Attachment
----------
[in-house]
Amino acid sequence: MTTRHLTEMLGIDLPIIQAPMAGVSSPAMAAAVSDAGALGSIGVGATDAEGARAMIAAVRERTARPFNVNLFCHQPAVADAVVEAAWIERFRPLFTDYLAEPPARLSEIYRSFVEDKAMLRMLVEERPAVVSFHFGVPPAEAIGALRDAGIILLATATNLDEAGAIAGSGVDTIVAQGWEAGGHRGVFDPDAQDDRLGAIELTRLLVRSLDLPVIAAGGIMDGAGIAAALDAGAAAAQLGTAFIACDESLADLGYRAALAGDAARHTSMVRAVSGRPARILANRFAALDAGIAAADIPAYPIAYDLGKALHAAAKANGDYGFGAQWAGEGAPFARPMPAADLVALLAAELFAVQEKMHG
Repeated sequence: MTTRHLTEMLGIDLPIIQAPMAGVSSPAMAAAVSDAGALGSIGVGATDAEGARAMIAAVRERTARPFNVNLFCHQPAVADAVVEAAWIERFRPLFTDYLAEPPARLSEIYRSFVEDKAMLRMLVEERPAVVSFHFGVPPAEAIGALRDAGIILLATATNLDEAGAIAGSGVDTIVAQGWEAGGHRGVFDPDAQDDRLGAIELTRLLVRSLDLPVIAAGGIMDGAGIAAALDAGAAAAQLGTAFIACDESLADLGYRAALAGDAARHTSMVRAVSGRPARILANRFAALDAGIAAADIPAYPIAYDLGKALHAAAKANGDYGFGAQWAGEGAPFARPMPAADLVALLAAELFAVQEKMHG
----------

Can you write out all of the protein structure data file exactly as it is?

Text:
[in-house]
Amino acid sequence: MTTRHLTEMLGIDLPIIQAPMAGVSSPAMAAAVSDAGALGSIGVGATDAEGARAMIAAVRERTARPFNVNLFCHQPAVADAVVEAAWIERFRPLFTDYLAEPPARLSEIYRSFVEDKAMLRMLVEERPAVVSFHFGVPPAEAIGALRDAGIILLATATNLDEAGAIAGSGVDTIVAQGWEAGGHRGVFDPDAQDDRLGAIELTRLLVRSLDLPVIAAGGIMDGAGIAAALDAGAAAAQLGTAFIACDESLADLGYRAALAGDAARHTSMVRAVSGRPARILANRFAALDAGIAAADIPAYPIAYDLGKALHAAAKANGDYGFGAQWAGEGAPFARPMPAADLVALLAAELFAVQEKMHG
Repeated sequence: MTTRHLTEMLGIDLPIIQAPMAGVSSPAMAAAVSDAGALGSIGVGATDAEGARAMIAAVRERTARPFNVNLFCHQPAVADAVVEAAWIERFRPLFTDYLAEPPARLSEIYRSFVEDKAMLRMLVEERPAVVSFHFGVPPAEAIGALRDAGIILLATATNLDEAGAIAGSGVDTIVAQGWEAGGHRGVFDPDAQDDRLGAIELTRLLVRSLDLPVIAAGGIMDGAGIAAALDAGAAAAQLGTAFIACDESLADLGYRAALAGDAARHTSMVRAVSGRPARILANRFAALDAGIAAADIPAYPIAYDLGKALHAAAKANGDYGFGAQWAGEGAPFARPMPAADLVALLAAELFAVQEKMHG